Cancer Patient Wins $9 Million From HealthNet In Arbitration Settlement

An arbitrator called HealthNet’s practices “despicable” after awarding $9 million to a cancer patient who whose medical coverage was canceled by the company after she was diagnosed with breast cancer.

The award issued by an arbitration judge was the first of its kind and prompted Health Net to announce it was scrapping its cancellation practices that are under fire from state regulators, patients and the Los Angeles city attorney.

Arbitrator Sam Cianchetti, a retired Los Angeles County Superior Court judge, found that Health Net violated numerous state laws in canceling Patsy Bates’ policy and declared the company’s actions “despicable.”

Cianchetti also blasted the company for tying employee bonuses to the number of policies canceled and the amount of money saved.

“It’s difficult to imagine a policy more reprehensible than tying bonuses to encourage the rescission of health insurance that keeps the public well and alive,” he said in a 21-page opinion.

Ms. Bates is self-employed and transferred her coverage to HealthNet in order to get a better rate.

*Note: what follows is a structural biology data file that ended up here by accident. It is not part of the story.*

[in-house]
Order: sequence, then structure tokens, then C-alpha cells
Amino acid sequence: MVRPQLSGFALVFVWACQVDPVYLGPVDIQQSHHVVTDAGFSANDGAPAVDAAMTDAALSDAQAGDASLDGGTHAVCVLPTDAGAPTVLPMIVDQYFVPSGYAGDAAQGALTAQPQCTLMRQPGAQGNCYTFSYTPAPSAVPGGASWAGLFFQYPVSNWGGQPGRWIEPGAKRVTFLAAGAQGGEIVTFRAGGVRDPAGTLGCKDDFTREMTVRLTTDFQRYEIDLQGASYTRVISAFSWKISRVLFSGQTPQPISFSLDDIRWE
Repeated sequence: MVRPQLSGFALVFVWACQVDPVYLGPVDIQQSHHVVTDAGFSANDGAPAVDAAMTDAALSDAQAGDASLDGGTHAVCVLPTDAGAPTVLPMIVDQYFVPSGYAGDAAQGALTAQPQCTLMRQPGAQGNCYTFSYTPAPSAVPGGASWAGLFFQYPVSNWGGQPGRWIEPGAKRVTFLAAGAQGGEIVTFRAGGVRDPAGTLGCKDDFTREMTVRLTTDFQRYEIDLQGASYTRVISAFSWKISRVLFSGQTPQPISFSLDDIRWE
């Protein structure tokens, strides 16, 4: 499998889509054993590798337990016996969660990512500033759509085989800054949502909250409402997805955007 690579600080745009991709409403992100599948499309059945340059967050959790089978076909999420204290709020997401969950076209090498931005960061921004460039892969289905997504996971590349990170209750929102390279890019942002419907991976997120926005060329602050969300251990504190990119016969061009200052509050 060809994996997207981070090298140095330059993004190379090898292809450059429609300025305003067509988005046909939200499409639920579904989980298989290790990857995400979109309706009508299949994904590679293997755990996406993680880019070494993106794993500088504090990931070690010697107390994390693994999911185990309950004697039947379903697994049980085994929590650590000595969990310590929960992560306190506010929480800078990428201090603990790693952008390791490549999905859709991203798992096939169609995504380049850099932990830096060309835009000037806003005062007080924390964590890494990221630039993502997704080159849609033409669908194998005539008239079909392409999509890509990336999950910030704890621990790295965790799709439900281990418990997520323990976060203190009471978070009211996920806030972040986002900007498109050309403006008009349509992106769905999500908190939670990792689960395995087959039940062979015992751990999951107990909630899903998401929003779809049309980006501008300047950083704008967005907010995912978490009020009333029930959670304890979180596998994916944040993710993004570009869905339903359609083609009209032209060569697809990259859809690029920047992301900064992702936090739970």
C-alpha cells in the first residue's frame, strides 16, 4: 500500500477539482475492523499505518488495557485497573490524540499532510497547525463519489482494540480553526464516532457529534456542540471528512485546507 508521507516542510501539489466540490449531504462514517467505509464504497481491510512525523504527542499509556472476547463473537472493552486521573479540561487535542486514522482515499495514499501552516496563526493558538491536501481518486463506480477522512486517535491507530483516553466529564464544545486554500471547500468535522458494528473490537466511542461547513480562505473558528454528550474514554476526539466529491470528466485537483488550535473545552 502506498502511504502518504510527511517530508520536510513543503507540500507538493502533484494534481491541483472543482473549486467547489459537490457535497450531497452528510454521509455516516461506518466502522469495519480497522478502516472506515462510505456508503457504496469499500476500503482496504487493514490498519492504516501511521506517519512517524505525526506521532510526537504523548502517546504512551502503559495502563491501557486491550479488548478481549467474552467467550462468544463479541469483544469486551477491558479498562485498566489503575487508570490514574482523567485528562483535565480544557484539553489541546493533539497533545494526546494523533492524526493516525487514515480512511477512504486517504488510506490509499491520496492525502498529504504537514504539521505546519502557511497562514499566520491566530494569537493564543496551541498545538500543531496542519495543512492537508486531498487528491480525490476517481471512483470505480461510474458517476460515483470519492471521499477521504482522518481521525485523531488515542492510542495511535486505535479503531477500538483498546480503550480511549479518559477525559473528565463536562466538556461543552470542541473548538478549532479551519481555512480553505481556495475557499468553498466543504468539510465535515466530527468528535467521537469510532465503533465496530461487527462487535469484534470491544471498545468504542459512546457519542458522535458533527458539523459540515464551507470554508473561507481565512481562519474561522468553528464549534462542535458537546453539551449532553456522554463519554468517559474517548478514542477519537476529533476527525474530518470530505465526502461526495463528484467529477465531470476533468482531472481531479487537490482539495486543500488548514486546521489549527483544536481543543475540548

“Bates was contacted by Mr. Robert Torrez, who called regarding health insurance. When advised she already had health insurance, Torrez suggested he might be able to get her a better rate. An appointment was made,” reads the arbitration award.

The arbitrator found that HealthNet’s agent did not properly explain and review the forms Ms. Bates was required to sign and also changed her weight on the application without her written consent.

“When asked about her weight, she told him her weight on her driver’s license was 185lbs. She never told Torrez to change the weight, nor was she aware that the weight had been changed.”

After Ms. Bates was diagnosed with breast cancer, HealthNet rescinded her coverage because of the weight change and left her with over $100,000 in unpaid medical bills.

Health Net ordered to pay $9 million after canceling cancer patient’s policy [LATimes]
Arbitration Award (PDF) [LA Times]